Early triptan intervention in migraine: an overview
- Cite this article as:
- Moschiano, F., D’Amico, D., Allais, G. et al. Neurol Sci (2005) 26(Suppl 2): s108. doi:10.1007/s10072-005-0421-x
- 57 Downloads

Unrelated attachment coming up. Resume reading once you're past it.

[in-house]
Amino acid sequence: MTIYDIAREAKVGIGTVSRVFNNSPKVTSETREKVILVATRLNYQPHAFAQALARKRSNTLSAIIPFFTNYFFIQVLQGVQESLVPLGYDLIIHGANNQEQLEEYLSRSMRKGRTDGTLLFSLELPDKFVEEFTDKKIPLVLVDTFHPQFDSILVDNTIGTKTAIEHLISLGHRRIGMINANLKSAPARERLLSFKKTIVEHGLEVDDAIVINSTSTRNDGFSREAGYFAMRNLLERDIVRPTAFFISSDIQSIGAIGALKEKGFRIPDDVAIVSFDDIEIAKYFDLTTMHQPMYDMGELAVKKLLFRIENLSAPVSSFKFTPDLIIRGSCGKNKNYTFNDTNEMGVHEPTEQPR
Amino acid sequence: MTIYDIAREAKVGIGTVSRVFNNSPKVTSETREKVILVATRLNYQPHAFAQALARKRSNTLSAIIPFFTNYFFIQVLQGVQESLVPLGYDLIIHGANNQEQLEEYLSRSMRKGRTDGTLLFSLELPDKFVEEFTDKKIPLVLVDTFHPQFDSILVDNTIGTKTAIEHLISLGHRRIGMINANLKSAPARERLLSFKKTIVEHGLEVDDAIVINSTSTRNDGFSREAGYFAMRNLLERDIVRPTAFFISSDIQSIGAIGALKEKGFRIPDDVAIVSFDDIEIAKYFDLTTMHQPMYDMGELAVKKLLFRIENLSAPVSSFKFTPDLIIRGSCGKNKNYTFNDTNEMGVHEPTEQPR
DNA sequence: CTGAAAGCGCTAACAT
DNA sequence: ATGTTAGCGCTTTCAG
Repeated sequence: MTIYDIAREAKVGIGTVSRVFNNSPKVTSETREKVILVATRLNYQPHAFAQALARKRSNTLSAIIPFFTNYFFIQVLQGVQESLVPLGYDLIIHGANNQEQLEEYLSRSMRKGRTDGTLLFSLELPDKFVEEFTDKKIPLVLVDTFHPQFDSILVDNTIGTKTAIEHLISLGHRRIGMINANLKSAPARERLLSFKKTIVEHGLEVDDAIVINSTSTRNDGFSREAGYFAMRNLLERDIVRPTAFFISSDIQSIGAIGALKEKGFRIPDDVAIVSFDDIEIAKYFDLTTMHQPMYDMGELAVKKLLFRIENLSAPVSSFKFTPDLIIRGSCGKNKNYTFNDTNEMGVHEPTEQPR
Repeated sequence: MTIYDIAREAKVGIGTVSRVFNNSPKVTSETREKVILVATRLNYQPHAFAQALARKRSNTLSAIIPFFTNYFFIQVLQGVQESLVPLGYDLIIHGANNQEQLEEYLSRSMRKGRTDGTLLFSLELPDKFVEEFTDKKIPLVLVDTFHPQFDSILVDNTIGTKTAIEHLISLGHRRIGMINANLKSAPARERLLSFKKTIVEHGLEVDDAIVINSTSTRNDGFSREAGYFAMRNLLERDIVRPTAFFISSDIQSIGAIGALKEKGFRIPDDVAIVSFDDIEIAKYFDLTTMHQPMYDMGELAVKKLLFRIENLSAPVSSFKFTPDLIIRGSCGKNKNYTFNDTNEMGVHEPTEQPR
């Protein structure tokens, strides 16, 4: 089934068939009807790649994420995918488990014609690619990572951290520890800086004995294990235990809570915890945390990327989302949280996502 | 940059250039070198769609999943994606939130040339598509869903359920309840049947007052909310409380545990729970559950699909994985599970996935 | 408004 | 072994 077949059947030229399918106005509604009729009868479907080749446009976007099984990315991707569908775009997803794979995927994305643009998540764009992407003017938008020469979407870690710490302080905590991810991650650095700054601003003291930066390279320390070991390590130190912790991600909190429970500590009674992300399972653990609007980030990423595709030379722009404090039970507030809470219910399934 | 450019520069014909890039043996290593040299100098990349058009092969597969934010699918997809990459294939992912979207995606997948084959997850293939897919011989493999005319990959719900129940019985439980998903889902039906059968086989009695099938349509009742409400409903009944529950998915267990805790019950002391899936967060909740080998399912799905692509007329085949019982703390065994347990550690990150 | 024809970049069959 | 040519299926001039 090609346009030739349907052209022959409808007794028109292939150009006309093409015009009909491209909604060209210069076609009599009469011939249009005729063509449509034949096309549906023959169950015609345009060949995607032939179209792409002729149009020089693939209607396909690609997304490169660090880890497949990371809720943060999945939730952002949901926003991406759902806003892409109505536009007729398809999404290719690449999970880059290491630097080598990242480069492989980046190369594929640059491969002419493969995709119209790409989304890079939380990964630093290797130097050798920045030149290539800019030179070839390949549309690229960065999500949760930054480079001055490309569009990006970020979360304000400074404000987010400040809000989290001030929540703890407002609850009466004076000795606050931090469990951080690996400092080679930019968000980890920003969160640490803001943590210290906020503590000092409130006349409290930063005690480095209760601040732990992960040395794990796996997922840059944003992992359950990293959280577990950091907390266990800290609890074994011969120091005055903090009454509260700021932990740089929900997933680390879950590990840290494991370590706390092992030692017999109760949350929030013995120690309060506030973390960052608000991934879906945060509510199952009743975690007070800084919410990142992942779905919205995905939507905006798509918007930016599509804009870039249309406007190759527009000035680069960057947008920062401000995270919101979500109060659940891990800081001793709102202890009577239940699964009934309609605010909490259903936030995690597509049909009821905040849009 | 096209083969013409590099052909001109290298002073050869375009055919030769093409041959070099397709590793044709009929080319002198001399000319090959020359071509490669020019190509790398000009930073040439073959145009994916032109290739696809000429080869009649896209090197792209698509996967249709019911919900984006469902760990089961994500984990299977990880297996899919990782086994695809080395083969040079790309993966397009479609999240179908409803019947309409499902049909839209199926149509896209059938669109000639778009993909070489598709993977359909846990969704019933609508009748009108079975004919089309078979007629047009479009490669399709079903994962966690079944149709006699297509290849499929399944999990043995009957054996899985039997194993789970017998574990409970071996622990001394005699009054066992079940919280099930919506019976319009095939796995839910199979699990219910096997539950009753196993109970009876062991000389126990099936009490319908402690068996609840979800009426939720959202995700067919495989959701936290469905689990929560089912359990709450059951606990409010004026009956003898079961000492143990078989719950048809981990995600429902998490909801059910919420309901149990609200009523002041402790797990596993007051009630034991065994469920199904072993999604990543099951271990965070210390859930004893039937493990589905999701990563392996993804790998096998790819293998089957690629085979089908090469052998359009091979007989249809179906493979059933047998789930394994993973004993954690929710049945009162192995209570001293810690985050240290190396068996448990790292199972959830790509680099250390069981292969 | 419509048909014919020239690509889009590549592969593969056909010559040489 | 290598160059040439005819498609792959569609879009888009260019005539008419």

Although triptans are highly effective for the acute treatment of migraine, sustained pain-free rates—considered the optimal end-point—are in the range of 18%–27% for all triptans in clinical trials. A recently proposed strategy for treating migraine attacks is that triptans should be given early, when the pain is mild, rather than moderate or severe. Studies with different triptans have shown that early intervention can result in higher pain-free rates, together with reductions in rescue medication use and recurrence rates. However these studies suffer from methodological pitfalls: most were retrospective analyses of trials not designed to evaluate the benefit of early intervention; the definition of “early” differed from study to study; and placebo effects were not correctly evaluated. Furthermore, the disadvantages of this strategy in clinical practice, particularly the risk of medication overuse, have not been evaluated. We propose that only patients with particularly severe migraines and in whom attacks are always characterised by rapid progression of pain and other symptoms, should be advised to take a triptan as early as possible.